I like to think of Scrum Product Owners as mini-CEOs of their product. As such, they should be empowered to drive value in any direction that they desire. This often requires a Product Owner to hypothesize about an outcome and then run an experiment to prove or disprove it. Rather than just building features blindly, a Professional Product Owner bases their decisions on data.

Hypothesis-Driven Development

Hypothesis-Driven Development (HDD) is a complementary practice that incorporates an experimentation-based approach to product development. With HDD, each Product Backlog item (e.g. feature or user story) begins with a clearly defined hypothesis that predicts how this new capability will impact user behavior or achieve specific outcomes. The results from these experiments guide the next steps: whether to iterate, pivot, or abandon – all based on actual data rather than just guessing.

“Test-Driven Development is a great excuse to think about the problem before you think about the solution. Hypothesis-Driven Development is a great opportunity to test what you think the problem is before you work on the solution.”

Kent Beck, creator of eXtreme Programming

HDD, based on Lean principles, can enhance Scrum’s iterative nature by ensuring that the development of risky/costly items is based on empirical evidence and real user feedback, fostering a more focused and adaptive product development process.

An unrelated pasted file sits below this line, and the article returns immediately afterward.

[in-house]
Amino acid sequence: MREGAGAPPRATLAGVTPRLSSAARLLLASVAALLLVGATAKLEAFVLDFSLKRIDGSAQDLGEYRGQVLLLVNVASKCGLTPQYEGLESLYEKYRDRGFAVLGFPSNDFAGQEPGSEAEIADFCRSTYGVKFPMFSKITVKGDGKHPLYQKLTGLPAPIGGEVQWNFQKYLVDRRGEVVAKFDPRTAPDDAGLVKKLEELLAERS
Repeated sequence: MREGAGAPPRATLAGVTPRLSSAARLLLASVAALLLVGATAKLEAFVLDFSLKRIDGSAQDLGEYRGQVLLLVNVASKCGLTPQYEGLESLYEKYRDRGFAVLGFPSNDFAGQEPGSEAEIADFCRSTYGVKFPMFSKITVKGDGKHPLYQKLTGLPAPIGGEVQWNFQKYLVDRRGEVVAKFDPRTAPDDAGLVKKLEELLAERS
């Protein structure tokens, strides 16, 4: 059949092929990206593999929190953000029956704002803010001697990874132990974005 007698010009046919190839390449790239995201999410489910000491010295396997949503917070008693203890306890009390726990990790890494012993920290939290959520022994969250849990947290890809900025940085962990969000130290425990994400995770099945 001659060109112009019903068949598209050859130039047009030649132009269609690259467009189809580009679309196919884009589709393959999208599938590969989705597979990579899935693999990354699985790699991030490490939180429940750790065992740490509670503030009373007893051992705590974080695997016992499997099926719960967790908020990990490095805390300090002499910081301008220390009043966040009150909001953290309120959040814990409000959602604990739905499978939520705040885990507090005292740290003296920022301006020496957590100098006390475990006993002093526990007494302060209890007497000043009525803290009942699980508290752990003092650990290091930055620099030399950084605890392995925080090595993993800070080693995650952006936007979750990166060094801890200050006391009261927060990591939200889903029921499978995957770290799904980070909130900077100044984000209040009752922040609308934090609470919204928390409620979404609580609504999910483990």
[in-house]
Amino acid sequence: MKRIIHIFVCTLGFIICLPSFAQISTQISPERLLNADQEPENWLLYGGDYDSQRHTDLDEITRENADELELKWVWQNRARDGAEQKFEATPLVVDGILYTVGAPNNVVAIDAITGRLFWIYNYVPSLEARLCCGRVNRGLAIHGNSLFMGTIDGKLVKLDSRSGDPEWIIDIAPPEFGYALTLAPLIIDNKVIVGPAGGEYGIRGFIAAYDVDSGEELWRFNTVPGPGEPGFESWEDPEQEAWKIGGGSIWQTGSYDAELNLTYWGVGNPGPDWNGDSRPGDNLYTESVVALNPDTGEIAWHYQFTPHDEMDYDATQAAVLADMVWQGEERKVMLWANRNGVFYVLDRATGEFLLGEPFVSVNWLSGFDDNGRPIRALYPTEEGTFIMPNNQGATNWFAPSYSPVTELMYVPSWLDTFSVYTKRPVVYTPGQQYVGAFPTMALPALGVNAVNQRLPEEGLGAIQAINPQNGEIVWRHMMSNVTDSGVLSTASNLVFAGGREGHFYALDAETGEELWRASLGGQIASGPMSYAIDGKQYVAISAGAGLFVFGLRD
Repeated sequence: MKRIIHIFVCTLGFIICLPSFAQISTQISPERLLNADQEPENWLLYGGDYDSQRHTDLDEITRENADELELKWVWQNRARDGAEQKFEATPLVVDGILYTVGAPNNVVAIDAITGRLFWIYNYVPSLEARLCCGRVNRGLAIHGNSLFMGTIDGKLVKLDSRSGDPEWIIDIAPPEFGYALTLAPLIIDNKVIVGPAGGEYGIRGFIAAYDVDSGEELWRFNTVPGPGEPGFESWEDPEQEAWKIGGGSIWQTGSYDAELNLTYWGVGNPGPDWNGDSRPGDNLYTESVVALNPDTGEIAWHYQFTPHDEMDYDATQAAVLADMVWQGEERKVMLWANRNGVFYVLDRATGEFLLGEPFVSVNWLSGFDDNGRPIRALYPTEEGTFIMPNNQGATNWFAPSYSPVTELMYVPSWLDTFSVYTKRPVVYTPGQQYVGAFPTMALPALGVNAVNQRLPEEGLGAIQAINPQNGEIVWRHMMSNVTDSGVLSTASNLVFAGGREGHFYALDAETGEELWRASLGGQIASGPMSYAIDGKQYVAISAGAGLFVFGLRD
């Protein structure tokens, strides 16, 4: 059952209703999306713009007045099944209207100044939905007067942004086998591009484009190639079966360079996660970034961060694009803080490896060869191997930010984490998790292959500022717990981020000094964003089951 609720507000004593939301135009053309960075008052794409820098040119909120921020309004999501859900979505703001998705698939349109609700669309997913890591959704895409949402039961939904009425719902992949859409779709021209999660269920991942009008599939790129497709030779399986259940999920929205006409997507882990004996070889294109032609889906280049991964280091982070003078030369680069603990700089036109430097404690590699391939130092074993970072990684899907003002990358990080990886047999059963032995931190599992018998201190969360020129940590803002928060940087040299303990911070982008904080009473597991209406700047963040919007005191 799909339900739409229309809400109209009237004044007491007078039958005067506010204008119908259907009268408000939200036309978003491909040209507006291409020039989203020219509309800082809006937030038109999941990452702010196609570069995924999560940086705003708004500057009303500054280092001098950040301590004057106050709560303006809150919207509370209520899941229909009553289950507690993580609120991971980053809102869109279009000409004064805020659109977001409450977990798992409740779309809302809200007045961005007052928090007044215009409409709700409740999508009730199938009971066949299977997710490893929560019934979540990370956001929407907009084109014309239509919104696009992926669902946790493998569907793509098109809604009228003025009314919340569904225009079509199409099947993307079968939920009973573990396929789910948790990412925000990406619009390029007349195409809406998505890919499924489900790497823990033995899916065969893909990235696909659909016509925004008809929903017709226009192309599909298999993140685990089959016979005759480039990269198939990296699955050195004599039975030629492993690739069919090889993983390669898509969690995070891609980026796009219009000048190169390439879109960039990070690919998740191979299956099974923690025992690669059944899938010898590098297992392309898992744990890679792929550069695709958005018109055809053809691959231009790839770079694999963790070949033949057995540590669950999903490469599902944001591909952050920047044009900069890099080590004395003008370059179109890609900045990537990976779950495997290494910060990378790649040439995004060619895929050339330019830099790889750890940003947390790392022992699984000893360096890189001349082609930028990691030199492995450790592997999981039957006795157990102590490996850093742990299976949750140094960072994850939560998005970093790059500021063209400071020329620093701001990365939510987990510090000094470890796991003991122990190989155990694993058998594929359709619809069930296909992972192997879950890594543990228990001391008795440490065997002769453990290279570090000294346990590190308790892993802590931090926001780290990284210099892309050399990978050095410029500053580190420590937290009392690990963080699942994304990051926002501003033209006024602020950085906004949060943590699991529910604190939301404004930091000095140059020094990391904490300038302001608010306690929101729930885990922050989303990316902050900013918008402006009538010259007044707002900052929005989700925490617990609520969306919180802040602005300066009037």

Practicing Hypothesis-Driven Development

There are several ways to practice HDD and craft a hypothesis. I like the format put forward in this Thoughtworks post by Barry O’Reilly as it’s akin to the user-story description format …

Creating a Hypothesis work item type in Azure DevOps

The first step is to create a custom work item type in your Azure DevOps project. You will need to have the appropriate permissions to do this. Refer to this page for more information. I will, of course, create an inherited process based on the Scrum process, naming it Hypothesis-Driven Scrum and adding a new Hypothesis work item type …

Next, I’ll add the supporting fields and make any other tweaks (such as hiding the Description field) …

I’ll also edit the Backlog levels and include the new Hypothesis work item type on the Backlog items backlog …

This is an optional step, but if you don’t do this, then you will need to create a custom work item query to retrieve all of your Hypothesis work items. You might want to do this anyway so that you could have a dedicated dashboard showing the various hypotheses.

Forming and testing a hypothesis

Next, I’ll create a new Azure DevOps project (or convert an existing one to use the new process). This provides me access to the new work item type, which I can start using to form, track, and manage my hypotheses, such as this one …


Should you practice HDD with every item in the Product Backlog? I wouldn’t. But, for those tricky, risky, and expensive features, I would definitely consider this approach, or at least starting to think in terms of hypothesis (and the expected, measurable outcomes), to help ensure that the product aligns with user needs as well as business and product goals.

Leveraging empirical evidence to make informed decisions? Sounds like good Scrum to me!

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